Question-and-Answer Session

Operator

(Operator Instructions) Your first question comes from the line of Frank Mitsch of BB&T Capital Markets. Please proceed.

Frank Mitsch - BB&T Capital Markets

Hey good morning guys.

Joseph Rupp

Good morning.

Frank Mitsch - BB&T Capital Markets

Joe, back on March 17th, you put out some guidance for the first quarter of a range of $0.60 to $0.65, which included $0.03 unusual in terms of land sale. So that would make in on an operational basis, 57 to 62 and you posed $0.56 on an operational basis. What accounts for the decline versus that mid March update?

Joseph Rupp

We can give it to you here, Frank.

John Fischer

Frank, this is John. There's three things that happened right at the end of the quarter. First we had an, a second asset disposal that was $1.3 million that happened right at the end of quarter, that we didn't think was going to be in the quarter. Second, we experienced significantly weaker box sales of caustic during the last 10 days of the quarter, and that reduced earnings between 3 and 3.5 million. And finally one of the bad debts that we discussed actually occurred after the quarter ended and we were forced to bring the effective debt back into the third quarter, and that was about $1 million. So if you net those three things, that's somewhere in the neighborhood of $3 million of pre-tax. That's really the difference.

Frank Mitsch - BB&T Capital Markets

I don't recall your bad debts being this high. Am I mistaken -- is this an unusual high level of bad debt expense?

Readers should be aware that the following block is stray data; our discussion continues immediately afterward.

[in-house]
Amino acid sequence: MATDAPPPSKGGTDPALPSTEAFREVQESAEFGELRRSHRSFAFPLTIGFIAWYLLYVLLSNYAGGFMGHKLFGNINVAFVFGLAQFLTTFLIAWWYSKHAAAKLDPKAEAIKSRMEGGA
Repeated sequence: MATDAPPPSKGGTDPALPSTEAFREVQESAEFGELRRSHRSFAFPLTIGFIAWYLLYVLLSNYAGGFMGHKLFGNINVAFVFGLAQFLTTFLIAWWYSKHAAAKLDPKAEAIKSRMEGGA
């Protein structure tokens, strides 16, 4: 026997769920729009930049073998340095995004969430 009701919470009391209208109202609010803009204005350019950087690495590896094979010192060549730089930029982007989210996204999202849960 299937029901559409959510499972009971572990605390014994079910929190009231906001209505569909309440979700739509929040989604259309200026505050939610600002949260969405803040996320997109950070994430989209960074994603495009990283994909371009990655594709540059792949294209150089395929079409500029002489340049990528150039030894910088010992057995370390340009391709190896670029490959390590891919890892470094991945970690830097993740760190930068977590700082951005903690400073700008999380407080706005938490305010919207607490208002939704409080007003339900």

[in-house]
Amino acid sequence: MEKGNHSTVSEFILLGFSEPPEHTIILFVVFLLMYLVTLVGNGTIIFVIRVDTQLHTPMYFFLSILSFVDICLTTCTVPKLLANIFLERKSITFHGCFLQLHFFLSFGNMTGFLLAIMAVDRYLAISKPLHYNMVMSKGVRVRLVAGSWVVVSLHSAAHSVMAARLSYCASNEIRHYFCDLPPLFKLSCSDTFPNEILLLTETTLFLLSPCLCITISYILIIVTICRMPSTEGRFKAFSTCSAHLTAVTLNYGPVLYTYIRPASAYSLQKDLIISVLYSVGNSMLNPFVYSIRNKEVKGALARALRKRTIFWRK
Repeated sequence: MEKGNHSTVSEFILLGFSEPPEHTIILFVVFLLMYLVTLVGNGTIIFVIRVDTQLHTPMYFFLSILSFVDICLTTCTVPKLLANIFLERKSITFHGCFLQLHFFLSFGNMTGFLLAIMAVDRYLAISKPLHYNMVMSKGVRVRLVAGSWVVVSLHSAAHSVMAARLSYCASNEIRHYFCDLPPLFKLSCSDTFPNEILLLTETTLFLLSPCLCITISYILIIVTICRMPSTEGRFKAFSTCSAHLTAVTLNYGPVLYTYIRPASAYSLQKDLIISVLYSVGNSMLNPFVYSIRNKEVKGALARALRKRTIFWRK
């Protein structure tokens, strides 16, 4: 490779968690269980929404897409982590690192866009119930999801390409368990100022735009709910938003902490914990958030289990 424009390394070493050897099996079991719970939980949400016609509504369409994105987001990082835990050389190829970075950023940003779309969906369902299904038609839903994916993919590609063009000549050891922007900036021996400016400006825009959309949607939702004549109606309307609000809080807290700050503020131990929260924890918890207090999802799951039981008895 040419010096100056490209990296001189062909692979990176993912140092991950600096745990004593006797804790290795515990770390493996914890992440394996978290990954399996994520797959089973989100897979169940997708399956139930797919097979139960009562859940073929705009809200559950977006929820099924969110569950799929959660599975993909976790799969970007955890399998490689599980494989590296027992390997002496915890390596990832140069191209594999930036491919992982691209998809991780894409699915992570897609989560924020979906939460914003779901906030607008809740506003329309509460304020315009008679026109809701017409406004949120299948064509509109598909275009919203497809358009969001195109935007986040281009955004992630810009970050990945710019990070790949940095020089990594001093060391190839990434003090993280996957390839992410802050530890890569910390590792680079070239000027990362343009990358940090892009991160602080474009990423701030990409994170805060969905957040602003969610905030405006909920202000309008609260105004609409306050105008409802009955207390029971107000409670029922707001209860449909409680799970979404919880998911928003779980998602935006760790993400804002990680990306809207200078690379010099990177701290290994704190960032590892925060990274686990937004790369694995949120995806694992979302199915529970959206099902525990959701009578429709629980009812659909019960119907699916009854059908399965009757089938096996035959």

Joseph Rupp

It is unusual.

Frank Mitsch - BB&T Capital Markets

And any thoughts on whether or not given the economy that we should anticipate this order of magnitude for a 2Q and beyond?

John Fischer

I have no reason to believe we'll see this level of magnitude in Q2. I think it would be safe to say that in this economy we're going to see more of bad debts going forward than we've seen in the last couple of years where essentially we haven't had any.

Frank Mitsch - BB&T Capital Markets

Okay, all right fair enough. Mr. McIntosh can you talk a little bit about the input situation to the West Coast coming up from Asia in terms of where's pricing in Asia and talk about a little bit about the shipping costs and I know that there was a discussion about some of the factors that you did not anticipate, the level of imports to remain at high levels; can you add some granularity to that?

John McIntosh

Yes, I can. If you go back to the last half of last year when caustic demand really, and pulp and paper and aluminum took some very precipitous declines the end of the year the Asian producers really found themselves with a surplus of caustic soda. No demand for the export markets that they normally would serve. At the same time in the North American continent we had historic high prices for caustic. And the combination of those two created -- what for lack of a better term I'll call an arbitrage opportunity for bringing caustic into the U.S., not only the West Coast but to the Gulf Coast and East Coast as well.

FOB Asia of caustic prices which were in the $500 range at the beginning of the year, dropped by the end of the first quarter to $200. And when you take that kind of a number and then you add $170 freight to it, to get it to the Gulf Coast and then you add $50 cost to get it through a shore tank, then you've got an FOB Gulf Coast caustic price in the $450 -- 420 to $450 range. And that's what led to the increase in imported caustic material coming into the U.S. in the first quarter.